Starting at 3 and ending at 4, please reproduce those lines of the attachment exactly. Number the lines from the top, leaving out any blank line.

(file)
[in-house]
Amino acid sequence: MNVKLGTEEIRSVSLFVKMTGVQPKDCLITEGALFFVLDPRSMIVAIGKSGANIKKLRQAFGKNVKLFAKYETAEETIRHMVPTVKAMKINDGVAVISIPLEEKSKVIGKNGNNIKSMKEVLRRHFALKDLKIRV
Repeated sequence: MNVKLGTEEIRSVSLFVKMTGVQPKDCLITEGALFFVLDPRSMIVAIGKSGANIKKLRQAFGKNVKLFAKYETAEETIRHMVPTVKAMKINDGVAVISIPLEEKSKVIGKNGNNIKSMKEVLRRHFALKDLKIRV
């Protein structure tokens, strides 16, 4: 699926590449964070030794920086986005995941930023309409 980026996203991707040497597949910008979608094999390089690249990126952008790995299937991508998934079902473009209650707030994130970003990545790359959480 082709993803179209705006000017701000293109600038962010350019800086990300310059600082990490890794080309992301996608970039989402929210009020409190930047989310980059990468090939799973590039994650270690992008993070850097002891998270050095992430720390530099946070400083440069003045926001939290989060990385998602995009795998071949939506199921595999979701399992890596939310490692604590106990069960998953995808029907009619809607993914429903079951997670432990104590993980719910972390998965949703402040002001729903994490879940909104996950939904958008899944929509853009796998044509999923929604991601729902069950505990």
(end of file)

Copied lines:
Repeated sequence: MNVKLGTEEIRSVSLFVKMTGVQPKDCLITEGALFFVLDPRSMIVAIGKSGANIKKLRQAFGKNVKLFAKYETAEETIRHMVPTVKAMKINDGVAVISIPLEEKSKVIGKNGNNIKSMKEVLRRHFALKDLKIRV
């Protein structure tokens, strides 16, 4: 699926590449964070030794920086986005995941930023309409 980026996203991707040497597949910008979608094999390089690249990126952008790995299937991508998934079902473009209650707030994130970003990545790359959480 082709993803179209705006000017701000293109600038962010350019800086990300310059600082990490890794080309992301996608970039989402929210009020409190930047989310980059990468090939799973590039994650270690992008993070850097002891998270050095992430720390530099946070400083440069003045926001939290989060990385998602995009795998071949939506199921595999979701399992890596939310490692604590106990069960998953995808029907009619809607993914429903079951997670432990104590993980719910972390998965949703402040002001729903994490879940909104996950939904958008899944929509853009796998044509999923929604991601729902069950505990």